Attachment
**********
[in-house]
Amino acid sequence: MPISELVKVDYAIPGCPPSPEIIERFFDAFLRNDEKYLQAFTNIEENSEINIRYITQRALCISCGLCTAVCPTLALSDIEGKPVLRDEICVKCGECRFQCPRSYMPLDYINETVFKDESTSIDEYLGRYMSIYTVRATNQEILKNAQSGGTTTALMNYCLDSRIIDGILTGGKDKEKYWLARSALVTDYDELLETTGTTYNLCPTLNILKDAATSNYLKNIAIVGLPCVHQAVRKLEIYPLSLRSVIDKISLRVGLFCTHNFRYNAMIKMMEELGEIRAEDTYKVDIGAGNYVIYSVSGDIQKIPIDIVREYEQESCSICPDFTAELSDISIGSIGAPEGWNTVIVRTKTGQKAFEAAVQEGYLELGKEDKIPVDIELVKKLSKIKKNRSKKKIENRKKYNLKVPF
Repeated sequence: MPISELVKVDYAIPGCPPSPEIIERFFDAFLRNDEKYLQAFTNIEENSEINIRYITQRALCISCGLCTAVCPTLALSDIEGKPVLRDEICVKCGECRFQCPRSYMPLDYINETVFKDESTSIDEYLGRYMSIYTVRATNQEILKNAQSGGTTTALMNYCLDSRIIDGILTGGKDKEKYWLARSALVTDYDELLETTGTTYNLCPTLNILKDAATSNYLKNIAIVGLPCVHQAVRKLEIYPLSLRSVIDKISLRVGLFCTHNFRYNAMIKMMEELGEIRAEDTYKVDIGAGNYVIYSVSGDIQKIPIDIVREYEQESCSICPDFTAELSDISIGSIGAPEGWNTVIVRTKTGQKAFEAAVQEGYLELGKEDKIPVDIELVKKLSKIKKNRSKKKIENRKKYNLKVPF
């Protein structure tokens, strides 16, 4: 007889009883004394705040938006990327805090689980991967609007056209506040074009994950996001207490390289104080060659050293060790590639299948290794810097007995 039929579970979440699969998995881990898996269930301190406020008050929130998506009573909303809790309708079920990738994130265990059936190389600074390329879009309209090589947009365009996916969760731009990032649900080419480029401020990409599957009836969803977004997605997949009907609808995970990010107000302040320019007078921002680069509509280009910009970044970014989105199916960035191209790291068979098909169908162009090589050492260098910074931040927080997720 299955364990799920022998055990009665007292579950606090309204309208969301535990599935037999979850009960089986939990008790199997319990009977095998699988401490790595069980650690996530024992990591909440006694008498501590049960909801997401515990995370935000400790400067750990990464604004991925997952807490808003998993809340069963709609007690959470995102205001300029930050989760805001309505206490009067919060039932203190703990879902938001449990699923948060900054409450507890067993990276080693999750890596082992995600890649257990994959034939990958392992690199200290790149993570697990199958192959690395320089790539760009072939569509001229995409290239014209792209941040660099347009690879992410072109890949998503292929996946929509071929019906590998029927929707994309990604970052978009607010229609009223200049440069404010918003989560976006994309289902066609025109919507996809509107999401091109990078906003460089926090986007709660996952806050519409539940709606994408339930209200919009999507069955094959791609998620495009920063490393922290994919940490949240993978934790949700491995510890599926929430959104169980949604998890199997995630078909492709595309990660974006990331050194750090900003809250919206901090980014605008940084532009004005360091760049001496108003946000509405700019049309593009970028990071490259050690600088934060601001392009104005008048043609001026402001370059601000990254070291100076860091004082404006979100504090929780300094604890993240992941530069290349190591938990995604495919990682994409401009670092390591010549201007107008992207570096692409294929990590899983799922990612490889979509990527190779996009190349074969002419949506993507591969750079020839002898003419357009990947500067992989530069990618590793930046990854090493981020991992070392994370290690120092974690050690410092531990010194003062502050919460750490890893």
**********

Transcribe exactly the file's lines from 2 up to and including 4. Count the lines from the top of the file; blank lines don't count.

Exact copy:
Amino acid sequence: MPISELVKVDYAIPGCPPSPEIIERFFDAFLRNDEKYLQAFTNIEENSEINIRYITQRALCISCGLCTAVCPTLALSDIEGKPVLRDEICVKCGECRFQCPRSYMPLDYINETVFKDESTSIDEYLGRYMSIYTVRATNQEILKNAQSGGTTTALMNYCLDSRIIDGILTGGKDKEKYWLARSALVTDYDELLETTGTTYNLCPTLNILKDAATSNYLKNIAIVGLPCVHQAVRKLEIYPLSLRSVIDKISLRVGLFCTHNFRYNAMIKMMEELGEIRAEDTYKVDIGAGNYVIYSVSGDIQKIPIDIVREYEQESCSICPDFTAELSDISIGSIGAPEGWNTVIVRTKTGQKAFEAAVQEGYLELGKEDKIPVDIELVKKLSKIKKNRSKKKIENRKKYNLKVPF
Repeated sequence: MPISELVKVDYAIPGCPPSPEIIERFFDAFLRNDEKYLQAFTNIEENSEINIRYITQRALCISCGLCTAVCPTLALSDIEGKPVLRDEICVKCGECRFQCPRSYMPLDYINETVFKDESTSIDEYLGRYMSIYTVRATNQEILKNAQSGGTTTALMNYCLDSRIIDGILTGGKDKEKYWLARSALVTDYDELLETTGTTYNLCPTLNILKDAATSNYLKNIAIVGLPCVHQAVRKLEIYPLSLRSVIDKISLRVGLFCTHNFRYNAMIKMMEELGEIRAEDTYKVDIGAGNYVIYSVSGDIQKIPIDIVREYEQESCSICPDFTAELSDISIGSIGAPEGWNTVIVRTKTGQKAFEAAVQEGYLELGKEDKIPVDIELVKKLSKIKKNRSKKKIENRKKYNLKVPF
């Protein structure tokens, strides 16, 4: 007889009883004394705040938006990327805090689980991967609007056209506040074009994950996001207490390289104080060659050293060790590639299948290794810097007995 039929579970979440699969998995881990898996269930301190406020008050929130998506009573909303809790309708079920990738994130265990059936190389600074390329879009309209090589947009365009996916969760731009990032649900080419480029401020990409599957009836969803977004997605997949009907609808995970990010107000302040320019007078921002680069509509280009910009970044970014989105199916960035191209790291068979098909169908162009090589050492260098910074931040927080997720 299955364990799920022998055990009665007292579950606090309204309208969301535990599935037999979850009960089986939990008790199997319990009977095998699988401490790595069980650690996530024992990591909440006694008498501590049960909801997401515990995370935000400790400067750990990464604004991925997952807490808003998993809340069963709609007690959470995102205001300029930050989760805001309505206490009067919060039932203190703990879902938001449990699923948060900054409450507890067993990276080693999750890596082992995600890649257990994959034939990958392992690199200290790149993570697990199958192959690395320089790539760009072939569509001229995409290239014209792209941040660099347009690879992410072109890949998503292929996946929509071929019906590998029927929707994309990604970052978009607010229609009223200049440069404010918003989560976006994309289902066609025109919507996809509107999401091109990078906003460089926090986007709660996952806050519409539940709606994408339930209200919009999507069955094959791609998620495009920063490393922290994919940490949240993978934790949700491995510890599926929430959104169980949604998890199997995630078909492709595309990660974006990331050194750090900003809250919206901090980014605008940084532009004005360091760049001496108003946000509405700019049309593009970028990071490259050690600088934060601001392009104005008048043609001026402001370059601000990254070291100076860091004082404006979100504090929780300094604890993240992941530069290349190591938990995604495919990682994409401009670092390591010549201007107008992207570096692409294929990590899983799922990612490889979509990527190779996009190349074969002419949506993507591969750079020839002898003419357009990947500067992989530069990618590793930046990854090493981020991992070392994370290690120092974690050690410092531990010194003062502050919460750490890893």